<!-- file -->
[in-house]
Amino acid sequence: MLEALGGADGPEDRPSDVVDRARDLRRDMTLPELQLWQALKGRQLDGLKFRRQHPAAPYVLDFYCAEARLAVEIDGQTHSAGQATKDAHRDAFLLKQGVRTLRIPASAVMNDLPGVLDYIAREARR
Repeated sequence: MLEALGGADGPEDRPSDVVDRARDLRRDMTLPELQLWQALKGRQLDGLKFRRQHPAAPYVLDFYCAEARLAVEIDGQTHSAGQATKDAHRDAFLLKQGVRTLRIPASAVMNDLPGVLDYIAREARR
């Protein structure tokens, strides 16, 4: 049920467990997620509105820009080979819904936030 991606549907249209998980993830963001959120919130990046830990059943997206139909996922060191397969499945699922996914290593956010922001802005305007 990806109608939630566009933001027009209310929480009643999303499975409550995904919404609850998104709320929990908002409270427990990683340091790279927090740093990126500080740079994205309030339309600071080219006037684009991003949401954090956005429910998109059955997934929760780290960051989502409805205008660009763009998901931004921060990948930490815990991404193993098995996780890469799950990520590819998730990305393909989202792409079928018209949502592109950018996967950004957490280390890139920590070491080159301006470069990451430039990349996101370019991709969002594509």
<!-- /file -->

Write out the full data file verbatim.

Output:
[in-house]
Amino acid sequence: MLEALGGADGPEDRPSDVVDRARDLRRDMTLPELQLWQALKGRQLDGLKFRRQHPAAPYVLDFYCAEARLAVEIDGQTHSAGQATKDAHRDAFLLKQGVRTLRIPASAVMNDLPGVLDYIAREARR
Repeated sequence: MLEALGGADGPEDRPSDVVDRARDLRRDMTLPELQLWQALKGRQLDGLKFRRQHPAAPYVLDFYCAEARLAVEIDGQTHSAGQATKDAHRDAFLLKQGVRTLRIPASAVMNDLPGVLDYIAREARR
């Protein structure tokens, strides 16, 4: 049920467990997620509105820009080979819904936030 991606549907249209998980993830963001959120919130990046830990059943997206139909996922060191397969499945699922996914290593956010922001802005305007 990806109608939630566009933001027009209310929480009643999303499975409550995904919404609850998104709320929990908002409270427990990683340091790279927090740093990126500080740079994205309030339309600071080219006037684009991003949401954090956005429910998109059955997934929760780290960051989502409805205008660009763009998901931004921060990948930490815990991404193993098995996780890469799950990520590819998730990305393909989202792409079928018209949502592109950018996967950004957490280390890139920590070491080159301006470069990451430039990349996101370019991709969002594509």